Tag Archives: sin

Escaping Sin’s Punishment

Escaping Sin’s Punishment

Why do some seem to not reap God’s judgment for their obvious sin?
In some instances it could be “for the sake of“ a righteous ancestor that Father withholds judgment from a person.

In 1Kings 11:12, God tells King Solomon that God is deferring the judgment that Solomon deserves for his idolatrous sin “for the sake of his father, David.”

Any temptation for smugness at having seemingly “avoided” the consequence of sin must be replaced by thankfulness to that generational “saint” in whose honor Father is holding open a “window for repentance.”

Conversely, I find it a wonderful opportunity and encouragement to walk in holiness and obedience before Father, even without knowing precisely what generational effect such intentional living may have. By faith I am sowing the seed that Father may use to defer judgment in my generational line. Just as I was a branch pulled from the eternal fire in my 43d year of life, so might other branches in future generations be pulled from the fire. Psalm 25:12-13 speaks of blessing flowing to the descendants of one who fears (obeys out of honor and reverence) the God of love.

“Thank you Father for Your forbearance in judging me—for pulling me as a burning branch from the flames. Thank you, my ancestor, for your righteous living, paving the way for my eternal inheritance.”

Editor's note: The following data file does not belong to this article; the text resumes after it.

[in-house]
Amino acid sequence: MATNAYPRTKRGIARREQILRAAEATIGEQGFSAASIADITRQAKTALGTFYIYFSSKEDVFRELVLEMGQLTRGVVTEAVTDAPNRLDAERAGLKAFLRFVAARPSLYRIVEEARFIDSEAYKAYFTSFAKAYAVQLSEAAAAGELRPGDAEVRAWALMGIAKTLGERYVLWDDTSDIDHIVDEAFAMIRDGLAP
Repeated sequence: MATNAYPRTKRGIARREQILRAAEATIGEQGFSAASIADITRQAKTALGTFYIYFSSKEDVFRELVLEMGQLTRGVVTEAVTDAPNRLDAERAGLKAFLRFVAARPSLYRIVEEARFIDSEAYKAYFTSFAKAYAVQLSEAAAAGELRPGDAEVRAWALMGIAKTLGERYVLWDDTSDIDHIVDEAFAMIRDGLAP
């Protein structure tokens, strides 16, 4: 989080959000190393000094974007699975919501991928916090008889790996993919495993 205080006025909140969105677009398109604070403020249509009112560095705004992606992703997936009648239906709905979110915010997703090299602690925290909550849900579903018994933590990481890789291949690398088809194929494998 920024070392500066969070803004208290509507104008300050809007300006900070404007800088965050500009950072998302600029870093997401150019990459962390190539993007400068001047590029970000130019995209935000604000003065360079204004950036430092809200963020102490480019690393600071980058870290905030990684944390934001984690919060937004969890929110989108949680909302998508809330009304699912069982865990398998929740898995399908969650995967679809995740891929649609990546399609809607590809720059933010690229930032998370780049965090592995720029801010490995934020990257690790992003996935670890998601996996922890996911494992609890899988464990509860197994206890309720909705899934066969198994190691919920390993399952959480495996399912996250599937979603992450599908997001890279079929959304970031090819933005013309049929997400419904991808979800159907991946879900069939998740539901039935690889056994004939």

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Day Two–Impatient Hunter or Patient Poet

Day Two: Impatient Hunter or Patient Poet
Now I sit, just before first light, in my camo hide, as South Africans call a game viewing enclosure. 
Gravity’s relentless call is still at work littering the forest floor with a myriad of fall-hued, leafy pixels. 

Where did my quarry spend the night? Was it in this very place, protected by darkness’ cover? 
The game camera says “Yes, at 1:15 this morning a manly rack munched with abandon the succulent forage.” 
“O camera, will that antlered one return to test his bravery against the day’s light?” The mute reply lets my question hang unanswered. 

So, I sit. A sip of tea, a cashew—could these diversions bring a speedier approach of the queried one? 
A watch check: 45 minutes has gone by. 
Wait—now I see it—a herd of cloven hooved, massive-racked deer are in my field of view. 
A quick shake of the head, and reality returns.
The peaceful, empty meadow has only grown brighter with the rising sun. 

And now I count: 10,001, 10,002… and after days and countless counting each tree still looks fully clothed in the hues of fall’s leafy splendor. How long before those dark, skeletal limbs stand stark against winter’s grey sky? It will happen—
it always does, yet surprise seems to greet each new repetition. 

Are the falling leaves not like warnings of sin?
There are clearly recognizable signs,
like falling leaves,
inexorably ignoring these obvious signals eventually finds one standing like the barren tree—his sin ever so starkly revealed. 
Unlike sin, the annual leaf event is creation’s plan,
but the falling leaves of sin’s warning are a silent call to halt—
a notice of the approach of exposure.
The winter’s cold, grey light offers no succor to what will be revealed. 

More tea, two hours have passed and my vision of a venison roast surrounded by carrots, onions and sweet potatoes now dims.
My thoughts of the comfy bed I left in the dark grow stronger—
but a true hunter soldiers on. 

Hmmm, am I a true hunter?